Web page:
Scenes of the Summer
A few images from that which is growing...
Basil in front, fennel bulb behind, unable-to-be-seen parsley behind the fennel and tomatoes trellised up along the stakes. Drip tape beneath basil and fennel for irrigation .
Radish seedlings to the far right, green beans plants with drip tape beneath in the center and the onion, shallot and leek patch to the far left.
All the leeks, onions and shallots were planted two rows close next to each other. We use a tractor implement to "hill" the soil up over the base of the leeks. With sunlight unable to reach the base, they become blanched, which is what allows leeks to have more white along their base. The onions and shallots (not-photoed) have a line of drip tape between each row.
The celery and celeriac patch. With so many plants spaced so closely, we're using overhead sprinklers to water in dry times.
Our precious water source for irrigating the fields, and our precious little Forrest who loves to look for fish and snapper turtles within. 60,000 ft of drip tape lining the fields total.
Did I mention he was precious? Here's a bouquet of wildflowers Forrest surprised me with last week.
Spaghetti squash plants also benefiting from the water source. Beneath these masses of leaves at the base of each plant drip tape is laid (above). The discoloration of yellow seen is some of the above plants is caused by squash bugs nymphs, but thanks to the nematodes, hardly a cucumber beetle to be found in the lot. Below Forrest is holding two mating adult squash bugs next to an immature spaghetti squash plant(below).
All this rain has finally given us time to work on building the pavilion, which is where the "new" cooler will be and where we will wash and pack vegetables for distribution. The structure is geographically close to the pond, so water used for washing will be directed to flow into the pond.
The Nightshade Field...
Included in the nightshade family are tomatoes, eggplant, peppers, tomatillos and potatoes. All the nightshades are planted in the same field to make crop rotation manageable. Because species in the same families are often inflicted with the same pathogens, it helps not to plant anything from the same family in the same field within a four-year period. Next year nightshades will be planted where the alliums and curcubits are planted this year.
Tomatoes in the very front, two rows of eggplant in front of that, peppers beyond there and potatoes plants until the woodline.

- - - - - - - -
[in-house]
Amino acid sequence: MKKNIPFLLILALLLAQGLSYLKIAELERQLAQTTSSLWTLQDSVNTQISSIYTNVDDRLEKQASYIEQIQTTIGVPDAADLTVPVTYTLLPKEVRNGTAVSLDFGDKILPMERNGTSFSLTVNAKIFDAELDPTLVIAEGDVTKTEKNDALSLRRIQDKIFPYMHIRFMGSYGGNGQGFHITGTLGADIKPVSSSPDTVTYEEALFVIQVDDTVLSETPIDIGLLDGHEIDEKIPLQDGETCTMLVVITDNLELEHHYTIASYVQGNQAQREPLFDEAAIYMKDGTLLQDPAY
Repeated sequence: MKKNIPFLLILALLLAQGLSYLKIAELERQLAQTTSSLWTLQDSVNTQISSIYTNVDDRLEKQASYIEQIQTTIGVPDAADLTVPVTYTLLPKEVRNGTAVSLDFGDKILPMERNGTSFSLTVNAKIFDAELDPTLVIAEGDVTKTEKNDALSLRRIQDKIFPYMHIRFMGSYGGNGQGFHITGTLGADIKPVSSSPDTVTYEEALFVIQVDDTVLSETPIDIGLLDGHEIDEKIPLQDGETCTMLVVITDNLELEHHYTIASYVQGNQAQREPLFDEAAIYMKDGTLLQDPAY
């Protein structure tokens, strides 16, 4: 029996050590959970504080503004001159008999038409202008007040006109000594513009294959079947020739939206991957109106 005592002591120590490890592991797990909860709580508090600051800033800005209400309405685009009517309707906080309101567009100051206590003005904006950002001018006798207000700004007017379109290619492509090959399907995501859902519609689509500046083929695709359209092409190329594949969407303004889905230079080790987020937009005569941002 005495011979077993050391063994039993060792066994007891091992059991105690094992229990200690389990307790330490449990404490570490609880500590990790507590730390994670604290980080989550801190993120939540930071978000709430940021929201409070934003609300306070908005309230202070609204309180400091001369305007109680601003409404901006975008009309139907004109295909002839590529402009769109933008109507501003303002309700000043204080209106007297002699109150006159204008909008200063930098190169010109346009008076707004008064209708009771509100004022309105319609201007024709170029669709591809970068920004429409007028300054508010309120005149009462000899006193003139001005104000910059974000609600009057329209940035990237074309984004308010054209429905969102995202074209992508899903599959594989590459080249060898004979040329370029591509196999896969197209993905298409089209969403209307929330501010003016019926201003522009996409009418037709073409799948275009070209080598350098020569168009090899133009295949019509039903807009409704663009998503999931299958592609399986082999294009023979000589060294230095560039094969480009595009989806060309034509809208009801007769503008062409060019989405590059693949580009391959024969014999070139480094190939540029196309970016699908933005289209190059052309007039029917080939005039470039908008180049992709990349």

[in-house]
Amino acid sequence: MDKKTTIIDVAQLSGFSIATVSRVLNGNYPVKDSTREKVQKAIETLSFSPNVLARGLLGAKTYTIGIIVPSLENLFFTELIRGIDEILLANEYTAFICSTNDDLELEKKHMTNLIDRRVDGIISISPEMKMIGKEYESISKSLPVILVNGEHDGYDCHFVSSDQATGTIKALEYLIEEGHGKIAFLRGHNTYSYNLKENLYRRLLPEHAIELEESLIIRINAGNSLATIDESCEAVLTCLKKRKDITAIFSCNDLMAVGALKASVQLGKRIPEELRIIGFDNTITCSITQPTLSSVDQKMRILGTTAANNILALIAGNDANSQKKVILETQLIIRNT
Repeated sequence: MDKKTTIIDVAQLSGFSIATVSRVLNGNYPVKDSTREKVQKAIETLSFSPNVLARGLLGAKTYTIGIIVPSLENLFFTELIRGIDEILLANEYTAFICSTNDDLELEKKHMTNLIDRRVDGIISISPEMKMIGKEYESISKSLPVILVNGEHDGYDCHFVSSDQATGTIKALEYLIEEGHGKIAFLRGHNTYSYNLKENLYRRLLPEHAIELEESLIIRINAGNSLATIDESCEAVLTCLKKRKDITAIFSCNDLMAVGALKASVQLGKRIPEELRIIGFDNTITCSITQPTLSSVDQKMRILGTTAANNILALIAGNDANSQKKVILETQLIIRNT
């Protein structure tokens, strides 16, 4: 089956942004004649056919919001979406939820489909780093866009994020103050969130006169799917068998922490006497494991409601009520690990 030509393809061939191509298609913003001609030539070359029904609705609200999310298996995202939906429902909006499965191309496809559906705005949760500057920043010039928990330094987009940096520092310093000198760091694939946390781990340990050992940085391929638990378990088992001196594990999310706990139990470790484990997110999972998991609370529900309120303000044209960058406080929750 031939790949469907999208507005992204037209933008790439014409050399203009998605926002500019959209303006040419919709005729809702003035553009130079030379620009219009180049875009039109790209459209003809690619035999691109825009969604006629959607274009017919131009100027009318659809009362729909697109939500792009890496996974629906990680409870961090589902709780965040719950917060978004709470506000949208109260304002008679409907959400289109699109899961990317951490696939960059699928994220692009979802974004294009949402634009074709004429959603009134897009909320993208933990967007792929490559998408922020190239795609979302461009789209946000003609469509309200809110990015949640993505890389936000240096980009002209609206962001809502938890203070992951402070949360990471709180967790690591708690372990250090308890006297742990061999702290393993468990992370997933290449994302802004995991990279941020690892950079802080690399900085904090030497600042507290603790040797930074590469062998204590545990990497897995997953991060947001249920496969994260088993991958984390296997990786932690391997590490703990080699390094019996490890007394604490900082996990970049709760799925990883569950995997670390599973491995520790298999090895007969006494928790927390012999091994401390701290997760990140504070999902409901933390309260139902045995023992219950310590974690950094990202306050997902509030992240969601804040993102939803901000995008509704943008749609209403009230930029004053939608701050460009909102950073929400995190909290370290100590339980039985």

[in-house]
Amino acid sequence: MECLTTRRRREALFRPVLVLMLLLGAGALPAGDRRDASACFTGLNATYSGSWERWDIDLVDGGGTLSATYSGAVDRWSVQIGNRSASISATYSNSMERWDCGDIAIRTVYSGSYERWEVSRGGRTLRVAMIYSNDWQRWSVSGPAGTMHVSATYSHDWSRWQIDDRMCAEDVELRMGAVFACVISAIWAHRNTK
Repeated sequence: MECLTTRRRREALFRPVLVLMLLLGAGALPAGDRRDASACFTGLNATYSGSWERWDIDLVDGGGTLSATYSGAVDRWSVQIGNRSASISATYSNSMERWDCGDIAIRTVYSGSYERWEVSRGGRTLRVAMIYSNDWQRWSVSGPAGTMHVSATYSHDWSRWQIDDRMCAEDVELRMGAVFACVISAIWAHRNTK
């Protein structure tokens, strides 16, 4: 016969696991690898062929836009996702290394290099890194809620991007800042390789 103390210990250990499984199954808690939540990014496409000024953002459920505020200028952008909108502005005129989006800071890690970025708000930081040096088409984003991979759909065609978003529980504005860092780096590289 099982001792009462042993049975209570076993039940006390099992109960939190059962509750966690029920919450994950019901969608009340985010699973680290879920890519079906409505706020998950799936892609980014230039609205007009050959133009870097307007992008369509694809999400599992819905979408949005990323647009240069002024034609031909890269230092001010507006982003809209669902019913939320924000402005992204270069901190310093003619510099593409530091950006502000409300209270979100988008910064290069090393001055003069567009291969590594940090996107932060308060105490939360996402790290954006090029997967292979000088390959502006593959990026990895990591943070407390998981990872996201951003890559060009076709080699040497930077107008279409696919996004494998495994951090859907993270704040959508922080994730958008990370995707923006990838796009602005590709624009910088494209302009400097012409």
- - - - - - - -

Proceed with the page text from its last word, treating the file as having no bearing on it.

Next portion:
Do you see the eggplant nestled in waiting to be harvested? We are so grateful that we had drip tape laid beneath these plants as it helped to water just the eggplant during dry times and the not the spaces between. With the eggplant being such as large leaved plant and the close spacing we used, the leaves served as great shading to prevent lots of weed seed germination. We only had to do an initial hoeing when the plants were small and hand weed a few later on and the field is weed free.
Forrest between a row of peppers and eggplant. He's about 2/3rd up the field with the nightshades which extends to the woodline.
Forrest was given his own 10 x 10 space to grow as he pleased. One day as Jacob and I were both working up fields before a rain in early spring, Forrest was snagging heat-loving plants from the germination high tunnel and planting them in his space. As part of our philosophy on child-rearing we did not advise to remove the plants even though it seemed too early in the season and the plants risked succumbing to frost. We feel it's his experiment and opportunity for discovery to see what lives and dies and why. However, we did not receive any frosts thereafter and he ended up with this little garden of very early tomatoes, green beans and basil (sporadic though the plants were :) Above are a few plants Forrest transplanted into containers he rounded up from somewhere (I have no idea) which had been close to death. In the yellow lug is soil he transferred from a different garden bed for his experiment of transportable carrots. He planted the seeds before a rain and they actually germinated quite well. Lamb's ear is the plant to the far right, which he chose to keep to use as bandages.
What a successful grower he is! This photo is proof to my father that we harvested a two-pound tomato. This is from the variety "Italian Tree" which can supposedly grow up 15'. Sorry you won't get these in shares as Forrest and I just planted 2 seeds in an experimental garden. This tomato ripened so early because of the crevice that's seen to on the right side of the tomato. Tomatoes with damage will ripen early, so the first tomatoes to come from field are not always the best.
Tomatoes from the early tomato plants Forrest planted. We're so grateful he took that risk : ) Also pictured is a version of eggplant parmesan dish - recipe included in this week's newsletter.